Help! My Project is Behind! by Cindy Stradling CSP, CPC
Even the best managers have projects that fall off track. Project team members often have multiple job priorities. In addition, time estimates, particularly on new types of projects, are often wildly under estimated, leaving more work to do than can get done in the allotted time period. When you find a project off track, here are some ways to get it back on task.
1. Look for wiggle room in the schedule. While some tasks may have taken longer than others, causing the project schedule to fall behind, there may be upcoming tasks that can be completed in less time than allotted. It may be necessary to allocate more resources to these tasks, so these can be completed in a condensed time frame.
2. Examine the workload of the staff. If human resources are your problem, take a close look at the workload of team members. It may be necessary to remove other job tasks from these project members for a short period of time, so that they can focus more energy on the lagging project. Or, it may be necessary to choose additional or replacement team members who can help get the work done more quickly.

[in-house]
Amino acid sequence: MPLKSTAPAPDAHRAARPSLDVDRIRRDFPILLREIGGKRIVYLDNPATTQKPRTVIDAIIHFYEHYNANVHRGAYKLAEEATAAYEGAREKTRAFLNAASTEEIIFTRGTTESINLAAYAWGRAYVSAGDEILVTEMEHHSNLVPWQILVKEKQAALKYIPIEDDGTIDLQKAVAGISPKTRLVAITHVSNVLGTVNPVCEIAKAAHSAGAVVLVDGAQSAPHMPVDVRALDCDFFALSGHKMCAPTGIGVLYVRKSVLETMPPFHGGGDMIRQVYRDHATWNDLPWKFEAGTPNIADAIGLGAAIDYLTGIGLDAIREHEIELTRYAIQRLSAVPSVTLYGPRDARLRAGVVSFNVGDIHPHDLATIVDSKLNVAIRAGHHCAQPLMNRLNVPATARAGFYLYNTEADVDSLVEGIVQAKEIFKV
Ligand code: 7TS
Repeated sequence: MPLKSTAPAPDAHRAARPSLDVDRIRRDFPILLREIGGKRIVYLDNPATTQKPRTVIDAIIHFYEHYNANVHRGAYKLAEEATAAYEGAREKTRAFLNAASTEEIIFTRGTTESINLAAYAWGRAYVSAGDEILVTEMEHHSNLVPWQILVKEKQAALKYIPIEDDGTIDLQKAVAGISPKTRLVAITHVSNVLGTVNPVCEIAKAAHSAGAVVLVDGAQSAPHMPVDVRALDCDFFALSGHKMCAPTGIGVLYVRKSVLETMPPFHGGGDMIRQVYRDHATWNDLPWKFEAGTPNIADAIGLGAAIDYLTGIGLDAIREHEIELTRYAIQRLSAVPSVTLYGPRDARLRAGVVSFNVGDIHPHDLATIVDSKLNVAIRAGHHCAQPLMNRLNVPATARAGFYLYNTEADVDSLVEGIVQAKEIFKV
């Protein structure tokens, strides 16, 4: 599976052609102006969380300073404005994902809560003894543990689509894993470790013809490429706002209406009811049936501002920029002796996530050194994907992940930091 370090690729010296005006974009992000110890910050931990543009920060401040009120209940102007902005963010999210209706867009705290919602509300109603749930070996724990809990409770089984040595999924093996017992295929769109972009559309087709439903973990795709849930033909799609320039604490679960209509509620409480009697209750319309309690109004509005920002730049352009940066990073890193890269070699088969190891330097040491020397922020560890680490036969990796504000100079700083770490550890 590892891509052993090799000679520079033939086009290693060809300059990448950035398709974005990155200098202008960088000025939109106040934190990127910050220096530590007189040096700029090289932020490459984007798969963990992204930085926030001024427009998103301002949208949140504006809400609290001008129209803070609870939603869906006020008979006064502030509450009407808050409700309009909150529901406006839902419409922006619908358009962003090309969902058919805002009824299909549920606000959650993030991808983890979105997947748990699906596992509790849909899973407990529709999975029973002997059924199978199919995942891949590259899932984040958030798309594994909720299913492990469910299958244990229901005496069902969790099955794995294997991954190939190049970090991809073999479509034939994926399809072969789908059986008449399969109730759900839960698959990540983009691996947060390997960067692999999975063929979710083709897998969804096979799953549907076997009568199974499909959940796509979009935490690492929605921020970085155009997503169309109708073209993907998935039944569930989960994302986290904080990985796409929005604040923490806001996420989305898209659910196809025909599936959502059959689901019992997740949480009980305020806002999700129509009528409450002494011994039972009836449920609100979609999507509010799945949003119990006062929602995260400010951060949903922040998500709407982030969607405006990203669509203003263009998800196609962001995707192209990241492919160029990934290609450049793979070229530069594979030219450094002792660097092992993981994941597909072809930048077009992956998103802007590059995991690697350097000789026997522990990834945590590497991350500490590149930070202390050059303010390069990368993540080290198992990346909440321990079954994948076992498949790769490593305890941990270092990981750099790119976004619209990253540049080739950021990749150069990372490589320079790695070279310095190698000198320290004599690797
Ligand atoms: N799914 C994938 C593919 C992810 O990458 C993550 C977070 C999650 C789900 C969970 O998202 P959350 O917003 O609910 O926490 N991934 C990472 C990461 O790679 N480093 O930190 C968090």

3. Make a commitment to staying focused. Sometimes, projects fall behind simply because not enough attention was paid to project status early in the timeline. More frequent meetings and updates from team members can help you get a handle on the project and keep it on track.
These same tools for getting a project back on track can be used from the beginning to keep projects from getting behind. Regular meetings ensure that, as a project manager, you know where your project stands at all times. Contingency plans, such as how work can be reallocated or how team members can be reassigned, can help you react to a small setback, keeping it from becoming a big one. The key to keeping a project on task is staying focused on its progress and potential problems every day.